-Now to players who didn’t do quite as well. Did I curse Wondo? I hope not. However you look at it, coming from Division II college soccer to MLS reserve league to league MVP to the World Cup, he’s had a career worthy of a made-for-TV movie (if he would’ve scored on that goal it would’ve been for theatres. But hey, considering that most people have never even played for their national teams, much less played in a World Cup, he’s done very well in his career.)

-We were so close to Wondokota being real. And if you don’t know what that means I suggest you read my USA-Belgium preview.

-So, should we blame Wondolowski? No. We shouldn’t blame any individual player. This is how sports work: you win as a team, and lose as a team. Of course some players play better than others, and we should recognize that, but putting all the blame on a player for the team not making it to the quarterfinals is ridiculous, especially when that player was only on the field for less than a third of the time the team played.

-Overall, I just feel sad for Wondo. He makes that chance 9 out of 10 times (Landon Donovan said that, and I agree) but for some reason this was the 1 time he missed it. It’s not nearly as easy as it looks, especially when Thibaut Courtois, the most terrifying goalkeeper in the world, is right there trying to stop you.

-Also, we shouldn’t be getting so upset about the US getting knocked out in the Round of 16. Talent-wise, do you think that the US is even top 10 in the World? No, I don’t. When you consider the fact that the team plays well together (as opposed to Portugal, England, and most African teams) it gives the US a boost, but I still think that top-10 is unrealistic. Not to say that Quarterfinals shouldn’t be an expectation. Or am I? I’m not sure. My point is that it isn’t a crime for the team to be knocked out in the Round of 16, and thus the team shouldn’t be punished as if it was a crime.

-And I’ll reiterate it: don’t pile all the blame on just a few players. That’s just silly. Be happy about the things the team did right, and learn from the things the team did wrong.


I will have a lot more about the World Cup and the USMNT in the coming weeks. Yes, even after the World Cup is over. Stay tuned.

Belgium vs. USA Preview

(Note: click on “World Cup 2014” above to find more great fairly good articles by yours truly.)

The US has advanced out of the Group of Certain Death, but that doesn’t mean that the job is done. Actually, by definition, it means that the job isn’t done. This is my preview.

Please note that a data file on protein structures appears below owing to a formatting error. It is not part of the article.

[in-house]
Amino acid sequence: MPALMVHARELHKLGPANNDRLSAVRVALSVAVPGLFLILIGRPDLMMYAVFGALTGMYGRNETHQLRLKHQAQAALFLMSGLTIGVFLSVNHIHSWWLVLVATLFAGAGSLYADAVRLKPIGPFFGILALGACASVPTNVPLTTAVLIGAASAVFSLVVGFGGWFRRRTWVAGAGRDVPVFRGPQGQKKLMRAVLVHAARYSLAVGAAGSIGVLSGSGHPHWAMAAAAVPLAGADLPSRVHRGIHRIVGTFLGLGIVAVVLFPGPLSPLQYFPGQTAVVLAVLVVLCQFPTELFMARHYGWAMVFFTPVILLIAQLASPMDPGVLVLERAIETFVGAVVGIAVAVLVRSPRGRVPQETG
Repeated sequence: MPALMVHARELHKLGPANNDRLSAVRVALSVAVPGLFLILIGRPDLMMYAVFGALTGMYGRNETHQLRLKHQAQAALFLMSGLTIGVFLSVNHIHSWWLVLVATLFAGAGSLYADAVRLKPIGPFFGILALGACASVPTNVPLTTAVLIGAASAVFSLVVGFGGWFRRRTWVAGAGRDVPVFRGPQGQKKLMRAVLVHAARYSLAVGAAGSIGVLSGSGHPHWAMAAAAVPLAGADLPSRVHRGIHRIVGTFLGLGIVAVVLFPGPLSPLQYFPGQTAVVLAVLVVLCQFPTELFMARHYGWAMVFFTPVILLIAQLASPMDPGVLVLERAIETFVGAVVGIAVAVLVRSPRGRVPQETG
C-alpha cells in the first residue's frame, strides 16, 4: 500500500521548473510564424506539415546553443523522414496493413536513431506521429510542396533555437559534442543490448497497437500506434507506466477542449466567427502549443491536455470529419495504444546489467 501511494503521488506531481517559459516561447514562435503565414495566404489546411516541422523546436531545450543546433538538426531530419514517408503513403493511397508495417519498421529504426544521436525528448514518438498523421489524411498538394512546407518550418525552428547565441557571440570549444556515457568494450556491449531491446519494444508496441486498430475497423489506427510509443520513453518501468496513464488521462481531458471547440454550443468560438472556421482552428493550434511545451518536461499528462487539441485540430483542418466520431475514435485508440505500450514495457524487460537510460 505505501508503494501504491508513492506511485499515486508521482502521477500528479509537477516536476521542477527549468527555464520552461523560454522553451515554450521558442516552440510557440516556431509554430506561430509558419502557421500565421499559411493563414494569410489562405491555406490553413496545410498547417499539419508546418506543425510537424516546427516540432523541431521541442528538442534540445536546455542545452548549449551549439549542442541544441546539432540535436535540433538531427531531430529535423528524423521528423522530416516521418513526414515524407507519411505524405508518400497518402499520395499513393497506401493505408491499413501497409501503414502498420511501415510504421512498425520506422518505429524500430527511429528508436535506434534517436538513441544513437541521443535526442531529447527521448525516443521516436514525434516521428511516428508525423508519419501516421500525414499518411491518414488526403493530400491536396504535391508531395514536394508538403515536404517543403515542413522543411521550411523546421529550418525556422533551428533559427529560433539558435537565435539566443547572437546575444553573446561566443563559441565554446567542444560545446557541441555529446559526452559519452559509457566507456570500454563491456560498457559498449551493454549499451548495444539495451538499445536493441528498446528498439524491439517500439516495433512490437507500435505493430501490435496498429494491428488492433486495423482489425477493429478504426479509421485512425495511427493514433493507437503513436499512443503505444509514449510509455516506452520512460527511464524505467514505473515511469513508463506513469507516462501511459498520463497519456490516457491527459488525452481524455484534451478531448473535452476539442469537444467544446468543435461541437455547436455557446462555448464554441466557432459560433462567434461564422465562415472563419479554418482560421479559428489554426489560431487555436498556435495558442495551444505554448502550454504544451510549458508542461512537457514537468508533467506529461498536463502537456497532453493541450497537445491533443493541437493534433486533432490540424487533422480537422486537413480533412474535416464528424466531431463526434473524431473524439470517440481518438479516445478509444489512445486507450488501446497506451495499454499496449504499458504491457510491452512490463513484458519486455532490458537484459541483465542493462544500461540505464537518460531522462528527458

Background – basic facts to know.

How will Belgium play? – tactics and lineup questions.

How will the US play? – tactics and lineup questions.

Prediction – totally unbiased prediction by me. GO USA!!!


These teams have played on 5 occasions, with Belgium winning 4. They won the last 2 games; a 1-0 win in Brussels (Nicolas Lombaerts was the goalscorer) and a 4-2 win in Cleveland (Kevin Mirallas, Marouane Fellaini, and a Christian Benteke brace powered the team past goals by Clint Dempsey and Geoff Cameron). The US’s lone win against Belgium came in 1930 (3-0, goals scored by Bart McGhee, Bert Patenuade, and Tom Florie).

How will Belgium play?

A little like this:

Belgium vs. USA Probable

There are a few lineup questions. Namely: is Vincent Kompany healthy? Kompany is the team’s captain, and the captain of the Manchester City team that just won the English Premier League, and he’s their best defender. Lombaerts, his probable replacement, is okay, I guess, but I’m not sure that he can match Kompany.

Another position battle is striker. With Christian Benteke injured, Romelu Lukaku is the obvious replacement, and he’s been the one playing. But see, Lukaku is inconsistent. I may be the only one to notice this, but he is. He’s a great player, and he’s really young (I will start rioting if Mourinho sells him) but as of now he’s inconsistent as a starter. Divock Origi, who is even younger than Lukaku (man, this Belgium team will be really good in future tournaments) has performed better than Lukaku in less time playing, although you could definitely make the argument that Origi has been doing good off the bench because Lukaku has tired out the defenders.

One of the biggest talking points about Belgium is their fullbacks: they have none. Similar to Germany, they play center-backs as full-backs. Toby Alderweireld is the incumbent at right-back, while at left-back it’s more of a question between Jan Vertonghen (center-back for Tottenham) and Thomas Vermaelen (center-back for Arsenal). I guessed that it would be Vermaelen, because I’ve heard that Vertonghen has injury issues. I think Vermaelen might have some injury concerns as well, but I’m not sure. If both are healthy and Kompany is injured I’d advise playing one at left-back and the other at center-back. But coaches rarely follow my advice.

I would say that both Vertonghen and Vermaelen are solid defenders, but neither are close to perfect. Error-prone more than the average defender.

In midfield they have Marouane Fellaini, formally of Everton, currently of Manchester United, and notable for the fact that his hair is large enough to make a sizable home for the entire Spain attacking midfield. He can play a destroyer role or play the role of withdrawn forward. Belgium would like him to maintain control in midfield while being an aerial threat on attacks.